Yahoo CEO Terry Semel has a clear agenda for his company--it's all about content and creating a personalized environment in which users are more deeply engaged with the Yahoo's offerings. It's not just about page views or unique users, but about how much time is spent by individual users on Yahoo's diverse services, Semel said during an interview at the Web 2.0 conference. [Video clip here]
The diversified set of services is also what Semel considers Yahoo's differentiation from Google. Search accounts for about 5 percent of the page views and 40 percent of the revenue. Yahoo jumped into search about two years ago, but Semel sees the big opportunity in monetizing the other 95 percent of page views. "The two largest areas of time spent are communications products [Mail, Messenger, Yahoo 360,etc.] and content, each about 40 percent [of page views]. Yahoo is strong in both, and as the content gets better and more engaging, we will find more clever ways in addition to branding advertising to monetize those pages," Semel said.
Google is starting to look more like a portal, but would probably be ranked number 4 behind Yahoo, MSN and AOL. "So far Google is moving to get into some of the major portal activies, but they are not tied together," Semel said. I' m not sure about the rankings, but it's clear that Semel spends a lot of his time thinking about Google and views creating a destination for users as the critical path.
Semel described Yahoo's content strategy has three prongs: user generated content, such as that enabled Yahoo 360, Flickr, Local and tools and themes going forward; licensing and aggregating partner content; helping to design the future of what content will be come and lay the groundwork for what content looks like in the broadband world with everything connected and IPTV.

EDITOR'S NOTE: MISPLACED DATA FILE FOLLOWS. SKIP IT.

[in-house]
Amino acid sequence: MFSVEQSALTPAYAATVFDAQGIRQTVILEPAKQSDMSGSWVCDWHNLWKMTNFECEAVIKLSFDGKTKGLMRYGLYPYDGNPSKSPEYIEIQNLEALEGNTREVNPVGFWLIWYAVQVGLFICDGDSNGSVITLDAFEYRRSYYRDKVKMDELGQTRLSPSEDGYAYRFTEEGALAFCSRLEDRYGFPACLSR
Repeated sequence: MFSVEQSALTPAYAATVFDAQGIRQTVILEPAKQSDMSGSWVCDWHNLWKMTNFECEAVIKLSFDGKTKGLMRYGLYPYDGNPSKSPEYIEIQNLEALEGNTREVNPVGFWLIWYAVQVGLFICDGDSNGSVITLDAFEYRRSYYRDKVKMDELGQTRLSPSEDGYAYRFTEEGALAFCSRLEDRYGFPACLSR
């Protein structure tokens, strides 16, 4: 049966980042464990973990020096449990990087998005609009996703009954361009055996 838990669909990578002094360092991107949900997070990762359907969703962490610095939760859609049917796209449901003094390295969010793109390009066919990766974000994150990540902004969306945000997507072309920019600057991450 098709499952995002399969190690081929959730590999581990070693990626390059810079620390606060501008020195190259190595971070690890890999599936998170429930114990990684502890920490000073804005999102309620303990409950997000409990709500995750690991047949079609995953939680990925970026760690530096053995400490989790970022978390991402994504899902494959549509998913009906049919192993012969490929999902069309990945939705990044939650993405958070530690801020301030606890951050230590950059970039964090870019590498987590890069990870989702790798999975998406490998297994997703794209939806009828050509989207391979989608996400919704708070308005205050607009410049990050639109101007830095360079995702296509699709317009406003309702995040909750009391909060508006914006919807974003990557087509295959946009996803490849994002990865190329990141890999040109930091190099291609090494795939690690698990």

User-generated content is of "utmost importance," Semel said. He talked about opening up Yahoo so that users can put ads on their photos or send them to a buddy list, for example. For Yahoo the leverage is in knitting together its services, monetizing the content and developing new models for content creation and distribution.
The third category is where Yahoo is drawing attention lately. Semel said he is plowing into original content, such as Kevin Sites in the Hot Zone, because he doesn't want to wait ten years until others (traditional media) figure it out. He's going to give the content development experiment 18 months before he gets really concerned about having a hit show. "This is a marathon, not a sprint," Semel said. "We want to take advantage of the next wave of connectivity, first within ourselves and then with every connected device."
Between Semel and Barry Diller, the former Hollywood moguls are reshaping major chunks of the formerly wild Internet, aggregating content and people, looking for the revenue and acquiring talent. It's not a wholly or holy new business. Whether filling movie theatres, targeting ads or getting people to spend more quality time on Yahoo or IAC properties, it's about delivering content and services worthy of getting a user's time and attention, and trust.
Photo Gallery: Web 2.0 Conference 2005